PETER SAGAL, HOST:
Coming up, it's Lightning Fill In The Blank. But first, it's the game where you have to listen for the rhyme. If you'd like to play on air, call or leave a message at 1-888-WAIT-WAIT. That's 1-888-924-8924. Or click the contact us link on our website waitwait.npr.org. There, you can find out about attending our weekly live shows right here at the Chase Bank Auditorium in Chicago and our upcoming shows August 29 and 30 at Wolf Trap outside of Washington, D.C., and September 12 at the New Jersey Performing Arts Center in Newark, N.J.
Hi, you're on WAIT WAIT DON'T TELL ME.
SAGAL: Hello. Who is this?
SERENA: This is Serena (ph) from Austin, Texas.
SAGAL: You're from Austin, Texas. What do you do there in Austin?
SERENA: I am an X-ray tech at a hospital.
SAGAL: You're an X-ray tech at a hospital?
SAGAL: OK, I know you probably get this question a lot. And I apologize, but I'm genuinely interested. What is the weirdest thing you've found inside a human being?
SERENA: I don't know if that's appropriate for public radio.
SAGAL: Say more.
SAGAL: Well, welcome to the show, Serena. You are going to play the game in which you must, of course, complete the rhyme. Bill Kurtis is going to read for you three news-related limericks, but he's not going to finish them. Your job, provide that last word or phrase. Do that two times out of three, you win our prize. You ready to play?
SERENA: I'm ready.
SAGAL: Here we go. Here's your first limerick.
BILL KURTIS: My herd leaves a long, slimy trail. I'm a farmer, but on a small scale. A cream from their slime seems to turn back the time. And that's why I'm milking a...
SAGAL: A snail...
(SOUNDBITE OF BELL)
SAGAL: ...Yes. As if...
SAGAL: ...Oat milk wasn't gross enough, they're now milking snails.
FAITH SALIE: Do snails have nipples?
SAGAL: Do snails have nipples? Suck on that, All Things Considered.
ADAM FELBER: Oh, my God.
SAGAL: No, we're talking about snail mucus creams that are being used as cosmetics. People pay hundreds of dollars for this, although for half the cost, I will send you what just came up from my stomach as I started to talk about this.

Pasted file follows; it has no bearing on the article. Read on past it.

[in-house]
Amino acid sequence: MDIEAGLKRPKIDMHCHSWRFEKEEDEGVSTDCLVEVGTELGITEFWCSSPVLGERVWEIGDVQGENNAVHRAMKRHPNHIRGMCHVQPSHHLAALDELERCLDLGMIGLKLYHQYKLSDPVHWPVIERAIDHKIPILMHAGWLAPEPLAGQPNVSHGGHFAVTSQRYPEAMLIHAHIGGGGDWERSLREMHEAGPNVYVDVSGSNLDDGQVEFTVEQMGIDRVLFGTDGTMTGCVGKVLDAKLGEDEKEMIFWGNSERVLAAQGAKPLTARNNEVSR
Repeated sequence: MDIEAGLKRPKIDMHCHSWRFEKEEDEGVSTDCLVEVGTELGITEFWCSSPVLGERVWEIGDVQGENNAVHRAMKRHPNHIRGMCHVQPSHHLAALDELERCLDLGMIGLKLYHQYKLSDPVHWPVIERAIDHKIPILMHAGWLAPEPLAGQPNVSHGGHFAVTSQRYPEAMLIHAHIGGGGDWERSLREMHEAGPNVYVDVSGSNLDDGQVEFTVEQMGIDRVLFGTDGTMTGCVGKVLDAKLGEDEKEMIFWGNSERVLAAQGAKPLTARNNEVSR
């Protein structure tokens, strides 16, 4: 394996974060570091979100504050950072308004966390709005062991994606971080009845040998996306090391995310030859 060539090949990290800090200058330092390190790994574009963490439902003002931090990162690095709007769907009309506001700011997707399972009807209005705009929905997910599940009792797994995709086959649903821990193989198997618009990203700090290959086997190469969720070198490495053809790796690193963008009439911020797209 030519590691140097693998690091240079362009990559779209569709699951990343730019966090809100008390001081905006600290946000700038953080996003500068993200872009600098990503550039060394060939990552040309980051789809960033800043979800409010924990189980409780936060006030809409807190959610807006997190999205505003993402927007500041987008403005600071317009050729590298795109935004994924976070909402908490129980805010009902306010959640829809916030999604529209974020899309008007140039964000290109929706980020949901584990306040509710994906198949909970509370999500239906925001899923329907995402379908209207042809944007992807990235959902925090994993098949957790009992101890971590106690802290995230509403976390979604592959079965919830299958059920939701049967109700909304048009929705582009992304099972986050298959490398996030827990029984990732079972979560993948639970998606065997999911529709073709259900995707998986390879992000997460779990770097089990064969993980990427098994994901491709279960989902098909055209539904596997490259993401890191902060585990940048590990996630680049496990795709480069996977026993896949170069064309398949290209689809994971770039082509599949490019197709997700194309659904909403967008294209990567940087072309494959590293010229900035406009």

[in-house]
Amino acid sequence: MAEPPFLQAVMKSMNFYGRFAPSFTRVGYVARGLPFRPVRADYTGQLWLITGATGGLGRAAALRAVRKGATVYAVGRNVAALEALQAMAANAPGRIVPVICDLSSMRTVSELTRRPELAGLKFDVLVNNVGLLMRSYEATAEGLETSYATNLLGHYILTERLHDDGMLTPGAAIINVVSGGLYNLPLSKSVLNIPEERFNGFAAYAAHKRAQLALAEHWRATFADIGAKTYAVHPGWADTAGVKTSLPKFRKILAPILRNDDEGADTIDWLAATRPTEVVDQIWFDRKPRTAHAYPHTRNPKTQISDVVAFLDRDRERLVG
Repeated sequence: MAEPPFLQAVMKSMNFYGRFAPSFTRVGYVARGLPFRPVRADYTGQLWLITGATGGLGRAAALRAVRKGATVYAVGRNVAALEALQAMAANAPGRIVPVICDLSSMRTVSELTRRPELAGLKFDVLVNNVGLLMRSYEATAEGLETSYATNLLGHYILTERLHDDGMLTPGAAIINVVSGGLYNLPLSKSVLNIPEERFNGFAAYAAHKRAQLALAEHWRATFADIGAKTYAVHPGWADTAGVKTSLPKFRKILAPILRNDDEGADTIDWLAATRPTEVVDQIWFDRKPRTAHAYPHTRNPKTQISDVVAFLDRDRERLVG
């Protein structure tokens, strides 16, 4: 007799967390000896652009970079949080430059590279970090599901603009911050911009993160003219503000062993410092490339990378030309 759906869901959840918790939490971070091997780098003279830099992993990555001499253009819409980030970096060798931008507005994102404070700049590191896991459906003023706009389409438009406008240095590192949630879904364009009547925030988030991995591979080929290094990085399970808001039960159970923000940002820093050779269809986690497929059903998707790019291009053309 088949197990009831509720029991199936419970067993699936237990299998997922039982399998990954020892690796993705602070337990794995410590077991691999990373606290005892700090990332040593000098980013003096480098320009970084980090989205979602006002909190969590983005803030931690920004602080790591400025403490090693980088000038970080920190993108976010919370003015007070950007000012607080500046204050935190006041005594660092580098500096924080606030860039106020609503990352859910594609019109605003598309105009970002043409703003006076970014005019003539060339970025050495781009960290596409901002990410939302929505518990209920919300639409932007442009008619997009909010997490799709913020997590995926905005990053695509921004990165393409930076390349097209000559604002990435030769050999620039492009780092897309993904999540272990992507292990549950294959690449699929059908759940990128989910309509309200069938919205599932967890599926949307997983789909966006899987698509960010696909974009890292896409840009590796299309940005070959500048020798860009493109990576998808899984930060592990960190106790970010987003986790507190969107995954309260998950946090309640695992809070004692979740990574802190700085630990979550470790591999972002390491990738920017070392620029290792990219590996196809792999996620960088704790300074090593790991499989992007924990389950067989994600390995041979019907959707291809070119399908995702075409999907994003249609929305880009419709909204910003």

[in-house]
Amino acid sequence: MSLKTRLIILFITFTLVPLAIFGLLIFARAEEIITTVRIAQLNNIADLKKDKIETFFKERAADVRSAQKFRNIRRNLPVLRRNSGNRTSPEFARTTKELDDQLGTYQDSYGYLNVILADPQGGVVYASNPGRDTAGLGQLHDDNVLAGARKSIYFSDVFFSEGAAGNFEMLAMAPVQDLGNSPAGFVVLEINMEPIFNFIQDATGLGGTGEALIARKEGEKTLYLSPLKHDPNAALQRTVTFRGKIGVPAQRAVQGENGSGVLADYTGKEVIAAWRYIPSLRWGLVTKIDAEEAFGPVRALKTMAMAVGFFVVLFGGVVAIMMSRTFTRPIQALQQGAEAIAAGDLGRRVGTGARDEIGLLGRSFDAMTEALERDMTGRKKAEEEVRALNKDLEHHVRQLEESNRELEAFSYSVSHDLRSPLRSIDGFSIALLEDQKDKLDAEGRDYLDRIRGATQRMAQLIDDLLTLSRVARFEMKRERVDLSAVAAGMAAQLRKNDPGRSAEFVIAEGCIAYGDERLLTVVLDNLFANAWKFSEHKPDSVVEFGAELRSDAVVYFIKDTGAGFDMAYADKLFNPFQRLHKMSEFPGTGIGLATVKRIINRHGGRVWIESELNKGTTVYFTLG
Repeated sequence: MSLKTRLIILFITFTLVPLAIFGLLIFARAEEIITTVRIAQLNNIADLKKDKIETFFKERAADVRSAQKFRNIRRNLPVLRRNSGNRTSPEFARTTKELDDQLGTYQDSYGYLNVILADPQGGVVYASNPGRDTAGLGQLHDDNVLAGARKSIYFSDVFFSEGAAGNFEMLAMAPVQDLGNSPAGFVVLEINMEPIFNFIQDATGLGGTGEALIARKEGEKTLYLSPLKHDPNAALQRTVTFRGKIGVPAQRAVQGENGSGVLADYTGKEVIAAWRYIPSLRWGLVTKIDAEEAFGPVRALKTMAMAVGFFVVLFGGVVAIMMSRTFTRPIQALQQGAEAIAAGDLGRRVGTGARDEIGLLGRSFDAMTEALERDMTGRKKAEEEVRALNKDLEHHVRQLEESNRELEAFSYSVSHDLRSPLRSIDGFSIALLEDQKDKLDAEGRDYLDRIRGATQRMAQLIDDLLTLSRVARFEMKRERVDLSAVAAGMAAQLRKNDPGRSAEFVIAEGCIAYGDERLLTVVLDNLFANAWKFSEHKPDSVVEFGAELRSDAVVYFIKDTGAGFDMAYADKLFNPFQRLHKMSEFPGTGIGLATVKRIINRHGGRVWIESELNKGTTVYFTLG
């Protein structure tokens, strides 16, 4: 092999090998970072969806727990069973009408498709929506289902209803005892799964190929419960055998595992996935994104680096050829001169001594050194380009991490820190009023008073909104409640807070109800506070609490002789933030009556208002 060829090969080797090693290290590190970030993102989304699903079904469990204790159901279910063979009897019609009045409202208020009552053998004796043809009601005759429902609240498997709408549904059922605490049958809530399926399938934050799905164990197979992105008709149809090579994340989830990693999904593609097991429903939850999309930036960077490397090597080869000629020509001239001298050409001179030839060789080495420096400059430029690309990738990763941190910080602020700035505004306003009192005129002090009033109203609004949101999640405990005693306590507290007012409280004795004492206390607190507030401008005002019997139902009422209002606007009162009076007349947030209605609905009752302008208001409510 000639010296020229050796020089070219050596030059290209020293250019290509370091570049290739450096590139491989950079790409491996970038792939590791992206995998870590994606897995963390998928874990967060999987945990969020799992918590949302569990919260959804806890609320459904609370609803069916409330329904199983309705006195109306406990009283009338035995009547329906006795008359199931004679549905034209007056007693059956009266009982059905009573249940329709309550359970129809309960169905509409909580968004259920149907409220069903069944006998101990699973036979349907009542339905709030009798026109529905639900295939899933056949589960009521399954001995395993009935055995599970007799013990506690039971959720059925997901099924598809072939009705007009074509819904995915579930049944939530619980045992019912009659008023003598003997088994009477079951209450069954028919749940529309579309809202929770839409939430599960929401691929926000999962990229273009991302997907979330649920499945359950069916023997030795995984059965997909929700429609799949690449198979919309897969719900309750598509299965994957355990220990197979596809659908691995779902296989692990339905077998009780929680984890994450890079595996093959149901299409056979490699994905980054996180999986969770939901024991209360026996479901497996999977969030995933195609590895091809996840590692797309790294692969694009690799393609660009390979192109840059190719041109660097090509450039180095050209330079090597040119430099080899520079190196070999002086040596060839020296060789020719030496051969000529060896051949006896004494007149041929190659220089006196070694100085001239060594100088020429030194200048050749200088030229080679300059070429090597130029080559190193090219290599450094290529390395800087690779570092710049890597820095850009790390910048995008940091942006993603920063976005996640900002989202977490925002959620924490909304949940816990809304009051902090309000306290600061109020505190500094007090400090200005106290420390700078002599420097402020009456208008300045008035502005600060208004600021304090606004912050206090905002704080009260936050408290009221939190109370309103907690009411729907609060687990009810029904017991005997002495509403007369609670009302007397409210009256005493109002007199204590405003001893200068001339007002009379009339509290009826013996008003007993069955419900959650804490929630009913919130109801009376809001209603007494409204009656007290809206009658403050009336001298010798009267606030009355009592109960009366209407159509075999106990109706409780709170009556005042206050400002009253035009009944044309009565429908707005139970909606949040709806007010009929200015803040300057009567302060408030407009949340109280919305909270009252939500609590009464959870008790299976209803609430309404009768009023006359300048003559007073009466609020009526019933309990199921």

SAGAL: Apparently, snail slime is a moisturizing agent with many benefits - collagen production, heals acne scars and more people complimenting your wet, sticky face.
SAGAL: Hey, handsome. Did someone just sneeze on you in the subway? Here is your next limerick.
KURTIS: In their shells, they don't have beaks nor legs. But for gossip, they are powder kegs. With vibrations of sound, lots of news goes around. There is chatter amongst all the...
SAGAL: Eggs, yes.
(SOUNDBITE OF BELL)
KURTIS: Yeah, you got it.
SAGAL: Eggs in the nest, it turns out, can talk to each other. They do this by vibrating their shells, an incredible discovery and an efficient way to pre-whisk egg yolks for baking. It is believed that these vibrations of egg to egg act as a warning call if a threat is detected and it's not safe to hatch but also can trick the momma bird into thinking her cell phone is going off, haha.
FELBER: It's not safe to hatch? Like, creatures out in the wild don't eat eggs?
SAGAL: Well, apparently. I'm just telling you what the scientists have told us.
FELBER: Quick, remain an egg.
SAGAL: We'll be safe inside here. All scientists know is that they noticed that when - say, a seagull, say - makes a distinct distress call, which they do, a warning call, the eggs start vibrating in a distinct way as if they're telling each other stay low, you know?
SALIE: But maybe it's also, like, that kind of communication you have with your siblings when you're sort of like, dude, like, this is not a good day to talk to Mom.
SAGAL: By the way, I should say this only applies to wild fertile eggs in the nest. Don't worry about the eggs in the fridge talking about you the second you close the door.
SAGAL: Here is your last limerick.
KURTIS: For my baby, I'm changer and wiper. But at false alerts, I am a griper. Sometimes when there's stink, it's less full than you'd think. So I get text alerts from the...
(SOUNDBITE OF BELL)
SAGAL: Pampers has created a new line of electronic smart diapers which send data to your phone alerting you when the diaper is dry.
FELBER: Using wee-wee-fi.
SAGAL: That's a strong signal today.
SALIE: Wait. Wait. Can I have the pass-turd for your wee-wee-fi?
SAGAL: But anyways, it lets you know, like, how your baby is doing. It lets you know if the diaper is dry, wet, very wet, and you'd be better off putting her up for adoption.
SAGAL: Think of it as a nappy app.
SALIE: That's called your nose.
SAGAL: Well, this is - and I speak to you as a fellow parent - this is supposed to help you avoid the - we've all seen it, we've all done it - pulling the diaper back, smelling it or sticking your finger down there to find out. Even you wouldn't do that. But the idea is, like, it'll just tell you. It's like, you know, oh, I see. I don't have to do any of those gross things. My phone tells me that my baby has just wet herself. Wherever she is, I have no idea. I'm staring at my phone.
SAGAL: Bill, how did Serena do on our quiz?
KURTIS: Perfect - 3-0.
SAGAL: Congratulations, Serena.
SAGAL: Thank you so much. Take care.
SERENA: You too.
(SOUNDBITE OF MUSIC) Transcript provided by NPR, Copyright NPR.